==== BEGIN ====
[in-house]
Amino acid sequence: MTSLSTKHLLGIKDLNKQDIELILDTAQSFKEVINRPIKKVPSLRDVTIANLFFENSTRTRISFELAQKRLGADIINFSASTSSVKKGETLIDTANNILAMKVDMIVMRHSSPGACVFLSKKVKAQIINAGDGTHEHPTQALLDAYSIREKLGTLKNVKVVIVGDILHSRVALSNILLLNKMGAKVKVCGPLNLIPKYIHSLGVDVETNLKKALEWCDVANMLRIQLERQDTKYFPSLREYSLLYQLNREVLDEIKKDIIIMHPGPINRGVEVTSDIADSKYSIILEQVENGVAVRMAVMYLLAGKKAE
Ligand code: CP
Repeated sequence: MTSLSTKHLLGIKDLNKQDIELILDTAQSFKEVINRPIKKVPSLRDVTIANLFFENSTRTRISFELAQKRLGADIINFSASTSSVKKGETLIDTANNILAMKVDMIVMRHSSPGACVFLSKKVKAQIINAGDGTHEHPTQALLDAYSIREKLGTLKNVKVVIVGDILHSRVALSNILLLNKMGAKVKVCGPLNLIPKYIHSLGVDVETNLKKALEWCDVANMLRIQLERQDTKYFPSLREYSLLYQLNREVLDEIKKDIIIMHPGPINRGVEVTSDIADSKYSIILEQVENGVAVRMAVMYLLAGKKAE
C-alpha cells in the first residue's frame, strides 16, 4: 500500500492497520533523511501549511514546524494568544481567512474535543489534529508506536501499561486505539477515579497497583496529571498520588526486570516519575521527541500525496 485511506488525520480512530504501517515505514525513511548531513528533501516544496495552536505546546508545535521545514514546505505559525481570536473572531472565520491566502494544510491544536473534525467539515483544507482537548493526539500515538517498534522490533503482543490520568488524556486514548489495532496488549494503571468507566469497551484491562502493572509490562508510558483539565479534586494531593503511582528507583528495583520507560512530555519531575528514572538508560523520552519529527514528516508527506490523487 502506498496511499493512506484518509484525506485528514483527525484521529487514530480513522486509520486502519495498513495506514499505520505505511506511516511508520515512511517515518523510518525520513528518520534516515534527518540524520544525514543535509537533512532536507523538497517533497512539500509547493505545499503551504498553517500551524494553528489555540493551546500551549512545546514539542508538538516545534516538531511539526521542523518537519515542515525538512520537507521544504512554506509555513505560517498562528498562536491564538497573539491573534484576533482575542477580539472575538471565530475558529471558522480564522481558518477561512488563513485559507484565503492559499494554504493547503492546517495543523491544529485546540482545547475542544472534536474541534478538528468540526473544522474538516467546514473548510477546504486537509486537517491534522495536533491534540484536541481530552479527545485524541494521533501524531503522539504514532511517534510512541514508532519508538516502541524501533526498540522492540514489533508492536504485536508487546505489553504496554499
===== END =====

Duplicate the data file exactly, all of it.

[in-house]
Amino acid sequence: MTSLSTKHLLGIKDLNKQDIELILDTAQSFKEVINRPIKKVPSLRDVTIANLFFENSTRTRISFELAQKRLGADIINFSASTSSVKKGETLIDTANNILAMKVDMIVMRHSSPGACVFLSKKVKAQIINAGDGTHEHPTQALLDAYSIREKLGTLKNVKVVIVGDILHSRVALSNILLLNKMGAKVKVCGPLNLIPKYIHSLGVDVETNLKKALEWCDVANMLRIQLERQDTKYFPSLREYSLLYQLNREVLDEIKKDIIIMHPGPINRGVEVTSDIADSKYSIILEQVENGVAVRMAVMYLLAGKKAE
Ligand code: CP
Repeated sequence: MTSLSTKHLLGIKDLNKQDIELILDTAQSFKEVINRPIKKVPSLRDVTIANLFFENSTRTRISFELAQKRLGADIINFSASTSSVKKGETLIDTANNILAMKVDMIVMRHSSPGACVFLSKKVKAQIINAGDGTHEHPTQALLDAYSIREKLGTLKNVKVVIVGDILHSRVALSNILLLNKMGAKVKVCGPLNLIPKYIHSLGVDVETNLKKALEWCDVANMLRIQLERQDTKYFPSLREYSLLYQLNREVLDEIKKDIIIMHPGPINRGVEVTSDIADSKYSIILEQVENGVAVRMAVMYLLAGKKAE
C-alpha cells in the first residue's frame, strides 16, 4: 500500500492497520533523511501549511514546524494568544481567512474535543489534529508506536501499561486505539477515579497497583496529571498520588526486570516519575521527541500525496 485511506488525520480512530504501517515505514525513511548531513528533501516544496495552536505546546508545535521545514514546505505559525481570536473572531472565520491566502494544510491544536473534525467539515483544507482537548493526539500515538517498534522490533503482543490520568488524556486514548489495532496488549494503571468507566469497551484491562502493572509490562508510558483539565479534586494531593503511582528507583528495583520507560512530555519531575528514572538508560523520552519529527514528516508527506490523487 502506498496511499493512506484518509484525506485528514483527525484521529487514530480513522486509520486502519495498513495506514499505520505505511506511516511508520515512511517515518523510518525520513528518520534516515534527518540524520544525514543535509537533512532536507523538497517533497512539500509547493505545499503551504498553517500551524494553528489555540493551546500551549512545546514539542508538538516545534516538531511539526521542523518537519515542515525538512520537507521544504512554506509555513505560517498562528498562536491564538497573539491573534484576533482575542477580539472575538471565530475558529471558522480564522481558518477561512488563513485559507484565503492559499494554504493547503492546517495543523491544529485546540482545547475542544472534536474541534478538528468540526473544522474538516467546514473548510477546504486537509486537517491534522495536533491534540484536541481530552479527545485524541494521533501524531503522539504514532511517534510512541514508532519508538516502541524501533526498540522492540514489533508492536504485536508487546505489553504496554499